Dear Planet Earth,
In between my tumbles into the past and present, life and death, a face appears — a face I know can’t be real. It’s a memory, a shadow of the sanity I once had.
He wasn’t there.
Back in the past, on the border of the mole people’s slave labor camp, Maria, Karter, Halston, Linares, and I take swigs from a whiskey bottle I swiped from a store in LA. We check our rifles and cover our faces with black makeup as the sun sets behind the colossal drill.
“We’re ninjas,” says Halston. “We’re scouting the area, that’s all. In and out. Find vulnerable points, memorize patrol routes, and get back up here.”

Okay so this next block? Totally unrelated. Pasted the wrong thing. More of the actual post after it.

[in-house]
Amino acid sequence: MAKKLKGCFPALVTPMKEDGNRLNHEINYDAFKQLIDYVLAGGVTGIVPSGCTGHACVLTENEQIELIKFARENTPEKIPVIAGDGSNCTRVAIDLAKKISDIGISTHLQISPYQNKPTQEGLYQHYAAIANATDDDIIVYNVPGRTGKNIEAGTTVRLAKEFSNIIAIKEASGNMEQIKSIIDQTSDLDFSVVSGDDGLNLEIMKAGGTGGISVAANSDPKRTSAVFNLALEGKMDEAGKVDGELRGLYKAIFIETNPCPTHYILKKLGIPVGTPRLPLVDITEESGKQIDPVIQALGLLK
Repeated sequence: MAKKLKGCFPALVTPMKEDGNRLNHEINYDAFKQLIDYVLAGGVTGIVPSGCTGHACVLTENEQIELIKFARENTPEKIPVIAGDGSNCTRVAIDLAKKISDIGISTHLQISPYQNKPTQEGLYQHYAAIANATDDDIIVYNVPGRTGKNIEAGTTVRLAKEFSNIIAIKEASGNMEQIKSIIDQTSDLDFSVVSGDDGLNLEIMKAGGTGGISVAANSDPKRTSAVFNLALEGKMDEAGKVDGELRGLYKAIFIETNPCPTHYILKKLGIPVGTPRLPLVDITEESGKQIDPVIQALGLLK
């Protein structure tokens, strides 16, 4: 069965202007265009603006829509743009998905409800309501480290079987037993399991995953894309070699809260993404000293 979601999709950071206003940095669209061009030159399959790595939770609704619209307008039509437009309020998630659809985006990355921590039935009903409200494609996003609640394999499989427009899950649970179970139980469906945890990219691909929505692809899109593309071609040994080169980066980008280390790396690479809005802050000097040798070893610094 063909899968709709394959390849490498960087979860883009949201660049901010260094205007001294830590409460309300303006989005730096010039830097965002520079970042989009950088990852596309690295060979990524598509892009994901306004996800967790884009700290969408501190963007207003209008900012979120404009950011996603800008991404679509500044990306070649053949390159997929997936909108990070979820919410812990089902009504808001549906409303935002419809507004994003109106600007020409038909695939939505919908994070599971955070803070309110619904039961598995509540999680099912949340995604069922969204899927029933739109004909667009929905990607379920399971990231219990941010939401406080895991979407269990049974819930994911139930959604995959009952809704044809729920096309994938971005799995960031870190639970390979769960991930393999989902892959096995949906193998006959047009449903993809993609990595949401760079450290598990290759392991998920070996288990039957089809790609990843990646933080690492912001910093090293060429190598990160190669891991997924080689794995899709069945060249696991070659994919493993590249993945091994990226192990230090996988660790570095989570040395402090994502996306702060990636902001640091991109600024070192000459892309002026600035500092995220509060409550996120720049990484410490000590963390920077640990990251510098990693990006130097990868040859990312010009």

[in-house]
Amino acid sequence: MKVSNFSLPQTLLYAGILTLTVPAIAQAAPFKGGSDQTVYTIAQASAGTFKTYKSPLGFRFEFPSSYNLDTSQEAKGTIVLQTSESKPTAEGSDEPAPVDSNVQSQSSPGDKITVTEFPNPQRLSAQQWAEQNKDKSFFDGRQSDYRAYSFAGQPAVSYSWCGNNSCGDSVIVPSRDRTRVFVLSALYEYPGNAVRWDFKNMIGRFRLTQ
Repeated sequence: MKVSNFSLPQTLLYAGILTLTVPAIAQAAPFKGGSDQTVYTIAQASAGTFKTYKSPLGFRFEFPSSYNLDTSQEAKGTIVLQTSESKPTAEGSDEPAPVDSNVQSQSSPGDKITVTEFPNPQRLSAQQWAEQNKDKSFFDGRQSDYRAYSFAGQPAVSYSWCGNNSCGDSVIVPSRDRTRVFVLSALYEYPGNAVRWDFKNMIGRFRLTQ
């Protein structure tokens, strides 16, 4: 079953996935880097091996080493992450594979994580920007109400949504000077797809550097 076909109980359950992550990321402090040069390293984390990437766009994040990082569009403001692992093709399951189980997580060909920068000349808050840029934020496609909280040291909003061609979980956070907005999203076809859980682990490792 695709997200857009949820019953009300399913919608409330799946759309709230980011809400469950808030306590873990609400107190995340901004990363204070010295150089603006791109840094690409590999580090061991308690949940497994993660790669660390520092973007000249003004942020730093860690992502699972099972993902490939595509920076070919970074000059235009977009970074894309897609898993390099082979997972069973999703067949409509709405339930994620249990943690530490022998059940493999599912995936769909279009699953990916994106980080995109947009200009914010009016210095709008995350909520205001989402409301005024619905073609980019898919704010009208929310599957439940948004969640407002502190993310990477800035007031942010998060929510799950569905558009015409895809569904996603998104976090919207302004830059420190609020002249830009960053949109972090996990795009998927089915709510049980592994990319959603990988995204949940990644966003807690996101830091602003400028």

Karter takes a swig and snickers. “Easy peasy,” he says.
We enter the camp as soon as the last ray of sunlight disappears and the mole man guards are nowhere to be seen. Not much of anything can be seen, really. The area had thousands of slaves and slavers roaming around just hours before, yet it now stood almost completely deserted. A small part of me wondered if they all went inside the drill or under the ground at night, while the rest of my mind stayed focused on swerving between the strange structures ahead of us and not curling up into a ball weeping. I remember thinking ninjas was an apt word as we ran along in a crouched, silent formation.
And in a matter of seconds, everything changes.